Big Data is likely to be a key element in the digital transformation taking hold in the enterprise, but there are still questions as to how it will influence future business processes and what steps to take now to ensure it provides optimal support in a fast-changing economy. Legacy IT is largely unprepared to meet the requirements of the new digital business: application cycle times measured in months, if not years; siloed infrastructure that prohibits organizations from viewing their data holistically; performance bottlenecks that impact end-user experience in a world that demands constant availability and response times; rigid architectures that force organizations to make forklift upgrades as requirements change; and traditional provisioning processes in which IT is often seen as a barrier rather than an enabler for the business.
“Organizations must resolve this conflict between Digital Transformation goals and today’s IT reality if the business is to meet its ultimate objectives.”
According to a recent report by the Harvard Business Review, most organizations are looking forward to dramatic improvements in services and business models through Big Data, but few are implementing technology and infrastructure as part of a strategic approach to transformation. The study found that 52 percent expect Big Data to lead to new services for the Internet of Things (IoT), while 44 percent say it will transform their business models.
“However, upwards of 78 percent are currently leveraging only limited amounts of IoT data or none at all, while an equal percentage say they need new networking technologies to fully implement Big Data operations. In fact, most Big Data initiatives today are being carried out on an ad hoc basis, not as part of a strategic imperative.“
With the amount of data in play, it is easy to see why most enterprises are overwhelmed at this point but data volumes are only one aspect of the challenge. The other is managing the sheer number of streams coming in from countless sensors and devices, all of which has to be gathered, sorted, secured and pre-analyzed before it gets to the main analytics engines that are supposed to isolate the valuable information from the junk. This will require a new approach to enterprise infrastructure incorporating high-speed compute, storage and networking, as well as cloud-scale resources, cognitive computing, and a host of other advances.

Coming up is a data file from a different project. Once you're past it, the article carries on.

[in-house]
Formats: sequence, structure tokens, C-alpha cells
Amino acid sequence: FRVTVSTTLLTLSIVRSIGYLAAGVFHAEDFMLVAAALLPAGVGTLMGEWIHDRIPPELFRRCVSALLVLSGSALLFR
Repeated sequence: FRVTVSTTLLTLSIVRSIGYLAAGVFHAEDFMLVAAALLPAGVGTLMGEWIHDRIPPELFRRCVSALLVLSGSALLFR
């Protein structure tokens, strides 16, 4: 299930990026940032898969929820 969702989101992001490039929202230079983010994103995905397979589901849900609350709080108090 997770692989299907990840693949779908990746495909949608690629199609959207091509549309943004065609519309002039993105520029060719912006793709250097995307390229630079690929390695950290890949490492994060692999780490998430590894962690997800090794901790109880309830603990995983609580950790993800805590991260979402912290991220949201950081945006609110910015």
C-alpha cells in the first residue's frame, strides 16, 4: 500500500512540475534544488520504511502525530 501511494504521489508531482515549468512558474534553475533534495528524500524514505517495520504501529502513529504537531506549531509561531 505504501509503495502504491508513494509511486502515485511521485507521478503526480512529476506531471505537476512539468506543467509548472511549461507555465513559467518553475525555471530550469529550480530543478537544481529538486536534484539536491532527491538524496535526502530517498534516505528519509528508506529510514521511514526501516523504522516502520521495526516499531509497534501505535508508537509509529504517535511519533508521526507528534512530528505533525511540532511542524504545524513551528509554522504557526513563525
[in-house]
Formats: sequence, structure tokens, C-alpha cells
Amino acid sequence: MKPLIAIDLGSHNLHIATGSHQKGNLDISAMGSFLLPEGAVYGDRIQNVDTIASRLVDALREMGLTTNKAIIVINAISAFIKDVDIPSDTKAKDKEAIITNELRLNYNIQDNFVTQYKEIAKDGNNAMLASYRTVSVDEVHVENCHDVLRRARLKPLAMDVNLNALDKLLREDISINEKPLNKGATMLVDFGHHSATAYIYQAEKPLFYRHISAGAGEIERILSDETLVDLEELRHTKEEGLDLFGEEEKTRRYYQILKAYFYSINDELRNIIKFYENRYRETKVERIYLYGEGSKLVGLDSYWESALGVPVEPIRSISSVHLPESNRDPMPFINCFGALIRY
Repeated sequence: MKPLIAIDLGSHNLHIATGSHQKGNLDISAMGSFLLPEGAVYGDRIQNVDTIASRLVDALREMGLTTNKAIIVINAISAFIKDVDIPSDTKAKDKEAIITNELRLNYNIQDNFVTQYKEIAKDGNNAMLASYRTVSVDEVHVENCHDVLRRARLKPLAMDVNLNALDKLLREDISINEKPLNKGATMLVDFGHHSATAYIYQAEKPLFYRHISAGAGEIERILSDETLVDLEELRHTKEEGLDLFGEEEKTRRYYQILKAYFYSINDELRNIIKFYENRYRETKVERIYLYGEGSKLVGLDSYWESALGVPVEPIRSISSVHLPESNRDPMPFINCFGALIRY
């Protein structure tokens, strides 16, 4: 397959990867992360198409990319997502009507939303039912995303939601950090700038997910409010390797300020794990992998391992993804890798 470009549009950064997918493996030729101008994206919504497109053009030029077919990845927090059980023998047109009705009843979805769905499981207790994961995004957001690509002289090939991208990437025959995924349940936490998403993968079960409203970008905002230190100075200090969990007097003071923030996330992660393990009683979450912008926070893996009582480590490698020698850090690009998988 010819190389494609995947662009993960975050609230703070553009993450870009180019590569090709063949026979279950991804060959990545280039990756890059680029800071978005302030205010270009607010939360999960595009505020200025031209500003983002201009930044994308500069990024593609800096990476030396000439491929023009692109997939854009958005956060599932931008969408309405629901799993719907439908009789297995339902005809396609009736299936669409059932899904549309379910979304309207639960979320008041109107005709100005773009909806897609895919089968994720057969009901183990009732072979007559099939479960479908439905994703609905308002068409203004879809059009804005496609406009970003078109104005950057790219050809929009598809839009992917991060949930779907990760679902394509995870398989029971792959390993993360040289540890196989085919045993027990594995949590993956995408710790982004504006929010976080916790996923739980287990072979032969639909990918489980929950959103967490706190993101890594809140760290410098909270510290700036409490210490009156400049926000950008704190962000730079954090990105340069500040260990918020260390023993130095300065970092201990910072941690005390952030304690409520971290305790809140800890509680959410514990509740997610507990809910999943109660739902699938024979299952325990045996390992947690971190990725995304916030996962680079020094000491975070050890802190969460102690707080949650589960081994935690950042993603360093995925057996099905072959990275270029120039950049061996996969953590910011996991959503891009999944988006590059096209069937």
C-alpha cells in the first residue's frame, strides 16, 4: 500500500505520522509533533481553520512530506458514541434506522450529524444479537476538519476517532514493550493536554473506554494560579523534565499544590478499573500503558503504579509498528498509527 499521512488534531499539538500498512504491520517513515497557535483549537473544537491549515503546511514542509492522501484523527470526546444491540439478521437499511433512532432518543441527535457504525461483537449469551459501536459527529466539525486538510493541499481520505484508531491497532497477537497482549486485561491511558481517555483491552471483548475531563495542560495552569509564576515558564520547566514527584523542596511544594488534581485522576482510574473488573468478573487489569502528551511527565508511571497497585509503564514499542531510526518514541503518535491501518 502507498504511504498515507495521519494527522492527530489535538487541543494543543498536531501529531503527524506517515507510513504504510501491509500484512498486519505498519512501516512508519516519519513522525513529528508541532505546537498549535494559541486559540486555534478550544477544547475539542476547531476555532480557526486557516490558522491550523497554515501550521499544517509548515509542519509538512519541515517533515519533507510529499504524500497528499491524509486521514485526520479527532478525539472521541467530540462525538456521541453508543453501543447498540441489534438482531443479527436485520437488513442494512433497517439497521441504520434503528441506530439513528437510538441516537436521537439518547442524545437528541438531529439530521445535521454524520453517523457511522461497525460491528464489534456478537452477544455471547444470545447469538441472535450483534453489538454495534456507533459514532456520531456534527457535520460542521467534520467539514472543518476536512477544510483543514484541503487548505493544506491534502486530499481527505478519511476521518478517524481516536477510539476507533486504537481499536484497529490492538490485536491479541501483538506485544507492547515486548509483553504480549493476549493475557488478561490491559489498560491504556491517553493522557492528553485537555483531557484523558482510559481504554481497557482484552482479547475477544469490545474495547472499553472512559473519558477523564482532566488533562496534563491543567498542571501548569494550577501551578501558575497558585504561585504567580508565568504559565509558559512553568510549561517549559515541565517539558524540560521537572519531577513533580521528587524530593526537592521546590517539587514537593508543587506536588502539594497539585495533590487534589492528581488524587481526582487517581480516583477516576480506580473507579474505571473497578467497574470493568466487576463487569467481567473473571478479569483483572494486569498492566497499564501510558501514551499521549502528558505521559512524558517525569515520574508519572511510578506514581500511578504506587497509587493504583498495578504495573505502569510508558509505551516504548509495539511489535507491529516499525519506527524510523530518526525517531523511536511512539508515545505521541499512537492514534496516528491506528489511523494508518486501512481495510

One of the key habits of the past that no longer applies to the world of Big Data is the idea that more necessarily equals better. In traditional settings, increased data loads were met with more servers, more storage and more network pathways, but in the emerging world organizations will have to look into the underlying relationships between these elements in order to drive greater efficiency in the data handling process. And to really kick things into high gear, the enterprise should start thinking about a unified storage architecture, preferably with support for containerized workloads.
“There is always a lag between what the leading vendors say is happening in the technology market and Big Data vs. what is actually happening.“
The fact is that few organizations are leveraging Big Data and the IoT in significant ways because the technologies supporting them have only just started to trickle into the channel. And in this case, the transition will be doubly difficult because we’re not talking about new hardware and software alone but a reimagining of the entire business structure.
But that doesn’t mean the enterprise has time to wait. New businesses are sprouting up every day providing a wealth of services on brand new scale-out, analytics-optimized infrastructure, with none of the technological or cultural baggage that weighs down the traditional enterprise.
To compete, today’s business needs not only new tools at its disposal, but a new way of carrying out its core functions. Contact us today to learn more about how to prepare your digital transformation strategy.
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